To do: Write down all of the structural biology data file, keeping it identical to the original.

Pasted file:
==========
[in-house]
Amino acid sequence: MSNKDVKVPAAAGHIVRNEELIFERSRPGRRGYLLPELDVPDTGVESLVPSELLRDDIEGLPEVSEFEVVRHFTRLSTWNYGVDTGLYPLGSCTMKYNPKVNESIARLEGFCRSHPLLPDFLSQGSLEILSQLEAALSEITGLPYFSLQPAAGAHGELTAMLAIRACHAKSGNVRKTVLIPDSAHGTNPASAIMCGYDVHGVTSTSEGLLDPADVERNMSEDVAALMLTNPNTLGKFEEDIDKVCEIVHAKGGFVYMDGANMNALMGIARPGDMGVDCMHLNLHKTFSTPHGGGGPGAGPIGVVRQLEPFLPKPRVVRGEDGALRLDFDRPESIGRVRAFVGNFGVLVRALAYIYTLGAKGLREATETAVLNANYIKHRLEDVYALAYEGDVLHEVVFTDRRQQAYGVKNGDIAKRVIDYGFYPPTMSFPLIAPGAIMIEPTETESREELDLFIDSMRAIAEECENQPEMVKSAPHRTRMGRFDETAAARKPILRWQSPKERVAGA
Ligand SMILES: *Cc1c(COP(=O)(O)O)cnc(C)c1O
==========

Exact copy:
[in-house]
Amino acid sequence: MSNKDVKVPAAAGHIVRNEELIFERSRPGRRGYLLPELDVPDTGVESLVPSELLRDDIEGLPEVSEFEVVRHFTRLSTWNYGVDTGLYPLGSCTMKYNPKVNESIARLEGFCRSHPLLPDFLSQGSLEILSQLEAALSEITGLPYFSLQPAAGAHGELTAMLAIRACHAKSGNVRKTVLIPDSAHGTNPASAIMCGYDVHGVTSTSEGLLDPADVERNMSEDVAALMLTNPNTLGKFEEDIDKVCEIVHAKGGFVYMDGANMNALMGIARPGDMGVDCMHLNLHKTFSTPHGGGGPGAGPIGVVRQLEPFLPKPRVVRGEDGALRLDFDRPESIGRVRAFVGNFGVLVRALAYIYTLGAKGLREATETAVLNANYIKHRLEDVYALAYEGDVLHEVVFTDRRQQAYGVKNGDIAKRVIDYGFYPPTMSFPLIAPGAIMIEPTETESREELDLFIDSMRAIAEECENQPEMVKSAPHRTRMGRFDETAAARKPILRWQSPKERVAGA
Ligand SMILES: *Cc1c(COP(=O)(O)O)cnc(C)c1O